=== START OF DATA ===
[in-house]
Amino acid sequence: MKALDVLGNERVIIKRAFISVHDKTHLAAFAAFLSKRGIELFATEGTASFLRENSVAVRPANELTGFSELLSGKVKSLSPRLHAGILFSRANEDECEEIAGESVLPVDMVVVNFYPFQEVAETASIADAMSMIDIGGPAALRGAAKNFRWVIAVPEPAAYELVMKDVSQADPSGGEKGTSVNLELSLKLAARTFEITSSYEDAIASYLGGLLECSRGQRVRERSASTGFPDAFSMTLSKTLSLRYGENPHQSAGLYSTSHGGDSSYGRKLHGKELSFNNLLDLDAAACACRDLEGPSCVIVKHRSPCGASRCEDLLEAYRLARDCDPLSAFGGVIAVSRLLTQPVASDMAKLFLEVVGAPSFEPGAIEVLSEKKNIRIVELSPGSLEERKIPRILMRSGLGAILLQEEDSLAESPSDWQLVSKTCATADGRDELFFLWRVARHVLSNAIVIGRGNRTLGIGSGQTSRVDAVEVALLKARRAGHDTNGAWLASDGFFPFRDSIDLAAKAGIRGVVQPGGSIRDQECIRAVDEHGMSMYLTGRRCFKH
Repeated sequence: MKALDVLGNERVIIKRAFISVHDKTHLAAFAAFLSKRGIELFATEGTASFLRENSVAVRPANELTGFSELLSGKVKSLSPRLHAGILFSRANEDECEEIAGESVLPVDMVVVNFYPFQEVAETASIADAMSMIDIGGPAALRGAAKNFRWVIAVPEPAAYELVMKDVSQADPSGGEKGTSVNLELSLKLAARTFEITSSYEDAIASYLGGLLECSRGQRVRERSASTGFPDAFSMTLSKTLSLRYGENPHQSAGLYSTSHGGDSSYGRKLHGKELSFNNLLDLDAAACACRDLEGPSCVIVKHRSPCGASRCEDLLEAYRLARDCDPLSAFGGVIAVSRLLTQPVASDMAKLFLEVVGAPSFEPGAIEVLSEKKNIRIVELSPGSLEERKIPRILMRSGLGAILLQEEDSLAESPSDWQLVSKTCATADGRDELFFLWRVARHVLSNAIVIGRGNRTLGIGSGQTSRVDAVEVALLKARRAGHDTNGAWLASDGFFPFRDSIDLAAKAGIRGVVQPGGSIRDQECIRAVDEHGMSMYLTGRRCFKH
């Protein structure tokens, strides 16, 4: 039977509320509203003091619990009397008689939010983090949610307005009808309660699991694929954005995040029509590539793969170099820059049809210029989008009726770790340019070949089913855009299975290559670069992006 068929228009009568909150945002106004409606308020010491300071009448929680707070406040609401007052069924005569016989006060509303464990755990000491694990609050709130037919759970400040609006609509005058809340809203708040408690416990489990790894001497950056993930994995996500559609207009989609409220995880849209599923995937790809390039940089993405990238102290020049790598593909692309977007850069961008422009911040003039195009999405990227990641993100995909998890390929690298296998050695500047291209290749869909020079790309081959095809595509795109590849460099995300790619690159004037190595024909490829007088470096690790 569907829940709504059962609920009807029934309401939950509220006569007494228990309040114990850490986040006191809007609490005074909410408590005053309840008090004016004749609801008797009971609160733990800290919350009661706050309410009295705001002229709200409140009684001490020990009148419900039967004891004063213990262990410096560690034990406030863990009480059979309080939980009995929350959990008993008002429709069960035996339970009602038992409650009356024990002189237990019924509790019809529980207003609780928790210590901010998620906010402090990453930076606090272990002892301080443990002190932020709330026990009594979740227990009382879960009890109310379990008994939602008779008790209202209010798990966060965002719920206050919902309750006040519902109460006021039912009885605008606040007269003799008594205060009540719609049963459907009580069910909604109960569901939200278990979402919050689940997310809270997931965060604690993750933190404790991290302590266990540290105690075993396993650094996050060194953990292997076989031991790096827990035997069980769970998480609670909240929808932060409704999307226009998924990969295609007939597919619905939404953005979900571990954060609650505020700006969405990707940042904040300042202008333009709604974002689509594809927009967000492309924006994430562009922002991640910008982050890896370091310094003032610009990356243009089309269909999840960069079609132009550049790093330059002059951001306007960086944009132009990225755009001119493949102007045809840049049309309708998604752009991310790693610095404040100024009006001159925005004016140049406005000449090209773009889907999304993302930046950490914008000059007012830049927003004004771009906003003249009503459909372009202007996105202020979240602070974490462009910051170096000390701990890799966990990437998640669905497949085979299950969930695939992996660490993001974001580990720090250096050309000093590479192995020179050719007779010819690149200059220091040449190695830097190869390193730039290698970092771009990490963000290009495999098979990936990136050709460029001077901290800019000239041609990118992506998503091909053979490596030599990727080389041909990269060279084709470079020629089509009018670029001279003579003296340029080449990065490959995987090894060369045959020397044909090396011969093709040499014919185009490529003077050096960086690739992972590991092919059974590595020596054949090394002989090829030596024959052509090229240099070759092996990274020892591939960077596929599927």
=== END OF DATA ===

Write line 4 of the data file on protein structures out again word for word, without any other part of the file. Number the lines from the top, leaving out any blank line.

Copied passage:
């Protein structure tokens, strides 16, 4: 039977509320509203003091619990009397008689939010983090949610307005009808309660699991694929954005995040029509590539793969170099820059049809210029989008009726770790340019070949089913855009299975290559670069992006 068929228009009568909150945002106004409606308020010491300071009448929680707070406040609401007052069924005569016989006060509303464990755990000491694990609050709130037919759970400040609006609509005058809340809203708040408690416990489990790894001497950056993930994995996500559609207009989609409220995880849209599923995937790809390039940089993405990238102290020049790598593909692309977007850069961008422009911040003039195009999405990227990641993100995909998890390929690298296998050695500047291209290749869909020079790309081959095809595509795109590849460099995300790619690159004037190595024909490829007088470096690790 569907829940709504059962609920009807029934309401939950509220006569007494228990309040114990850490986040006191809007609490005074909410408590005053309840008090004016004749609801008797009971609160733990800290919350009661706050309410009295705001002229709200409140009684001490020990009148419900039967004891004063213990262990410096560690034990406030863990009480059979309080939980009995929350959990008993008002429709069960035996339970009602038992409650009356024990002189237990019924509790019809529980207003609780928790210590901010998620906010402090990453930076606090272990002892301080443990002190932020709330026990009594979740227990009382879960009890109310379990008994939602008779008790209202209010798990966060965002719920206050919902309750006040519902109460006021039912009885605008606040007269003799008594205060009540719609049963459907009580069910909604109960569901939200278990979402919050689940997310809270997931965060604690993750933190404790991290302590266990540290105690075993396993650094996050060194953990292997076989031991790096827990035997069980769970998480609670909240929808932060409704999307226009998924990969295609007939597919619905939404953005979900571990954060609650505020700006969405990707940042904040300042202008333009709604974002689509594809927009967000492309924006994430562009922002991640910008982050890896370091310094003032610009990356243009089309269909999840960069079609132009550049790093330059002059951001306007960086944009132009990225755009001119493949102007045809840049049309309708998604752009991310790693610095404040100024009006001159925005004016140049406005000449090209773009889907999304993302930046950490914008000059007012830049927003004004771009906003003249009503459909372009202007996105202020979240602070974490462009910051170096000390701990890799966990990437998640669905497949085979299950969930695939992996660490993001974001580990720090250096050309000093590479192995020179050719007779010819690149200059220091040449190695830097190869390193730039290698970092771009990490963000290009495999098979990936990136050709460029001077901290800019000239041609990118992506998503091909053979490596030599990727080389041909990269060279084709470079020629089509009018670029001279003579003296340029080449990065490959995987090894060369045959020397044909090396011969093709040499014919185009490529003077050096960086690739992972590991092919059974590595020596054949090394002989090829030596024959052509090229240099070759092996990274020892591939960077596929599927």